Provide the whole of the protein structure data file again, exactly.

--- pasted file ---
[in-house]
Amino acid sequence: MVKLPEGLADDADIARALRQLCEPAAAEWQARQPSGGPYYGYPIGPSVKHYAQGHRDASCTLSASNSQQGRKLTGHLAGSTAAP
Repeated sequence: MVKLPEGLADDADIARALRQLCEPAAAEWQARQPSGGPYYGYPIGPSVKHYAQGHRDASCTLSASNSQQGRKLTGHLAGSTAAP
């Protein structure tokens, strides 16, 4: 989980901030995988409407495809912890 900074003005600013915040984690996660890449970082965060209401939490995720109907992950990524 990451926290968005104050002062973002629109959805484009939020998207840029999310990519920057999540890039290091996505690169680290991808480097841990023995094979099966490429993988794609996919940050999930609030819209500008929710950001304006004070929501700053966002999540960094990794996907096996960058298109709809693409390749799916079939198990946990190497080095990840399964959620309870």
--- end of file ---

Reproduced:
[in-house]
Amino acid sequence: MVKLPEGLADDADIARALRQLCEPAAAEWQARQPSGGPYYGYPIGPSVKHYAQGHRDASCTLSASNSQQGRKLTGHLAGSTAAP
Repeated sequence: MVKLPEGLADDADIARALRQLCEPAAAEWQARQPSGGPYYGYPIGPSVKHYAQGHRDASCTLSASNSQQGRKLTGHLAGSTAAP
């Protein structure tokens, strides 16, 4: 989980901030995988409407495809912890 900074003005600013915040984690996660890449970082965060209401939490995720109907992950990524 990451926290968005104050002062973002629109959805484009939020998207840029999310990519920057999540890039290091996505690169680290991808480097841990023995094979099966490429993988794609996919940050999930609030819209500008929710950001304006004070929501700053966002999540960094990794996907096996960058298109709809693409390749799916079939198990946990190497080095990840399964959620309870």